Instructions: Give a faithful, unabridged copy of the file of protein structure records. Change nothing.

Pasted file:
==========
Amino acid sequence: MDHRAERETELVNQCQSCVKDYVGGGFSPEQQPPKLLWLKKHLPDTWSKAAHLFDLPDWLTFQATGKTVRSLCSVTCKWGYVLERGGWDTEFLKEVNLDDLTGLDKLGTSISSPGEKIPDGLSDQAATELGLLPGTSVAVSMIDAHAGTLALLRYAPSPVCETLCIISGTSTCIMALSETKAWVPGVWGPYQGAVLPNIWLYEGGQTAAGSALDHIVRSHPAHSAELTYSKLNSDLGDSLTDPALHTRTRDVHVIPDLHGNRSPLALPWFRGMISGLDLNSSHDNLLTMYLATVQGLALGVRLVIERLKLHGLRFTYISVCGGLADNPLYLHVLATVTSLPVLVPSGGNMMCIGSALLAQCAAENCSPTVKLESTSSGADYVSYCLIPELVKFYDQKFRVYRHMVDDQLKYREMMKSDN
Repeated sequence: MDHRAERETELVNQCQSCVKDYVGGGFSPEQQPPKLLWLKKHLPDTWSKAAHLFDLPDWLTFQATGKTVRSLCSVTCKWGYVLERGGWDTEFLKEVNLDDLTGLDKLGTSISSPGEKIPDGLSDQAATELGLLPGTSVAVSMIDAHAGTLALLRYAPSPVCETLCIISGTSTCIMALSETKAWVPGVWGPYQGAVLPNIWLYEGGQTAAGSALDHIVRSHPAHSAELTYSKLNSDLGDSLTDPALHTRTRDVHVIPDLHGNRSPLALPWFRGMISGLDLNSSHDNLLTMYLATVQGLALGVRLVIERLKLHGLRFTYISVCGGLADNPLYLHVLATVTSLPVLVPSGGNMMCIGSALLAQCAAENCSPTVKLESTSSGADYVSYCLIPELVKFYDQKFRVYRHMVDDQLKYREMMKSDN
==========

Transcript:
Amino acid sequence: MDHRAERETELVNQCQSCVKDYVGGGFSPEQQPPKLLWLKKHLPDTWSKAAHLFDLPDWLTFQATGKTVRSLCSVTCKWGYVLERGGWDTEFLKEVNLDDLTGLDKLGTSISSPGEKIPDGLSDQAATELGLLPGTSVAVSMIDAHAGTLALLRYAPSPVCETLCIISGTSTCIMALSETKAWVPGVWGPYQGAVLPNIWLYEGGQTAAGSALDHIVRSHPAHSAELTYSKLNSDLGDSLTDPALHTRTRDVHVIPDLHGNRSPLALPWFRGMISGLDLNSSHDNLLTMYLATVQGLALGVRLVIERLKLHGLRFTYISVCGGLADNPLYLHVLATVTSLPVLVPSGGNMMCIGSALLAQCAAENCSPTVKLESTSSGADYVSYCLIPELVKFYDQKFRVYRHMVDDQLKYREMMKSDN
Repeated sequence: MDHRAERETELVNQCQSCVKDYVGGGFSPEQQPPKLLWLKKHLPDTWSKAAHLFDLPDWLTFQATGKTVRSLCSVTCKWGYVLERGGWDTEFLKEVNLDDLTGLDKLGTSISSPGEKIPDGLSDQAATELGLLPGTSVAVSMIDAHAGTLALLRYAPSPVCETLCIISGTSTCIMALSETKAWVPGVWGPYQGAVLPNIWLYEGGQTAAGSALDHIVRSHPAHSAELTYSKLNSDLGDSLTDPALHTRTRDVHVIPDLHGNRSPLALPWFRGMISGLDLNSSHDNLLTMYLATVQGLALGVRLVIERLKLHGLRFTYISVCGGLADNPLYLHVLATVTSLPVLVPSGGNMMCIGSALLAQCAAENCSPTVKLESTSSGADYVSYCLIPELVKFYDQKFRVYRHMVDDQLKYREMMKSDN